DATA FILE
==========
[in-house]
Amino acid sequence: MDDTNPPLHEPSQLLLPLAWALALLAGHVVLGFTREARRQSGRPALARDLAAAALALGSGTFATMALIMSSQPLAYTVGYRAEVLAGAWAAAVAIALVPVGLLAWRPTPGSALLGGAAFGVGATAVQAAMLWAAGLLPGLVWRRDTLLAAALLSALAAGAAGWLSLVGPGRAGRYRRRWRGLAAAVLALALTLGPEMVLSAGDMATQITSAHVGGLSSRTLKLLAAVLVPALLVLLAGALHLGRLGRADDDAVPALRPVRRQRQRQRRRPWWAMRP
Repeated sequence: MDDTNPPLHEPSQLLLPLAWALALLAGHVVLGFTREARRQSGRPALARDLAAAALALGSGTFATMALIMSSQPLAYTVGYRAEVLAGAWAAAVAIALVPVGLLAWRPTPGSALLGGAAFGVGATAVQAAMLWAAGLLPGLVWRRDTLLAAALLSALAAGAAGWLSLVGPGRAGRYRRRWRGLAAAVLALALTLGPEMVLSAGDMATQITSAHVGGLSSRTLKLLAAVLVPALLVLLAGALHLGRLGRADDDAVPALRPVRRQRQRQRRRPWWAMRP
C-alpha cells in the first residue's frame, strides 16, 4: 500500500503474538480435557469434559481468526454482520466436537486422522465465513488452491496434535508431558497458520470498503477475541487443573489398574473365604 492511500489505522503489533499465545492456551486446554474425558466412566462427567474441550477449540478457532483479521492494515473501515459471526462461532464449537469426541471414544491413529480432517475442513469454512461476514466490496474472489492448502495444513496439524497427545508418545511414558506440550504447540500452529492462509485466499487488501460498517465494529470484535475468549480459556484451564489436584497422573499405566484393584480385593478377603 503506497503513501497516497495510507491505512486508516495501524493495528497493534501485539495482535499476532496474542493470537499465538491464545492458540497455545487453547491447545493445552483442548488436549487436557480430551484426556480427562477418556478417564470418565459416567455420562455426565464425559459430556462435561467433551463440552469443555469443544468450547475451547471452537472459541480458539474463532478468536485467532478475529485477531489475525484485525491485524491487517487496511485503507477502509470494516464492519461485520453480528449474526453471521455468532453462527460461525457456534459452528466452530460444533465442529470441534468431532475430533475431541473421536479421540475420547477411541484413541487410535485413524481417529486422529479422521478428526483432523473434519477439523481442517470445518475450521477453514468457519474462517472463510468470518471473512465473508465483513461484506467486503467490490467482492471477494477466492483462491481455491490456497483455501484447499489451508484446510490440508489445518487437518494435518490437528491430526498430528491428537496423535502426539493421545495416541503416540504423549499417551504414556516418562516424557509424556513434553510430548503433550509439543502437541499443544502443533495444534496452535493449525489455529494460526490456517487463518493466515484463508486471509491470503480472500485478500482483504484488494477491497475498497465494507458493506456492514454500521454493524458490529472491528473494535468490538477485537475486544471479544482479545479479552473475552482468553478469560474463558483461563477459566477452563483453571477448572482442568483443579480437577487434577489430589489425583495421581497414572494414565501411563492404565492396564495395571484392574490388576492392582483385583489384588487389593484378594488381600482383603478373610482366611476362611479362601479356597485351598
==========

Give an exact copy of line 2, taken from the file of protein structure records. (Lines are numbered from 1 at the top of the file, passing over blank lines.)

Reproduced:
Amino acid sequence: MDDTNPPLHEPSQLLLPLAWALALLAGHVVLGFTREARRQSGRPALARDLAAAALALGSGTFATMALIMSSQPLAYTVGYRAEVLAGAWAAAVAIALVPVGLLAWRPTPGSALLGGAAFGVGATAVQAAMLWAAGLLPGLVWRRDTLLAAALLSALAAGAAGWLSLVGPGRAGRYRRRWRGLAAAVLALALTLGPEMVLSAGDMATQITSAHVGGLSSRTLKLLAAVLVPALLVLLAGALHLGRLGRADDDAVPALRPVRRQRQRQRRRPWWAMRP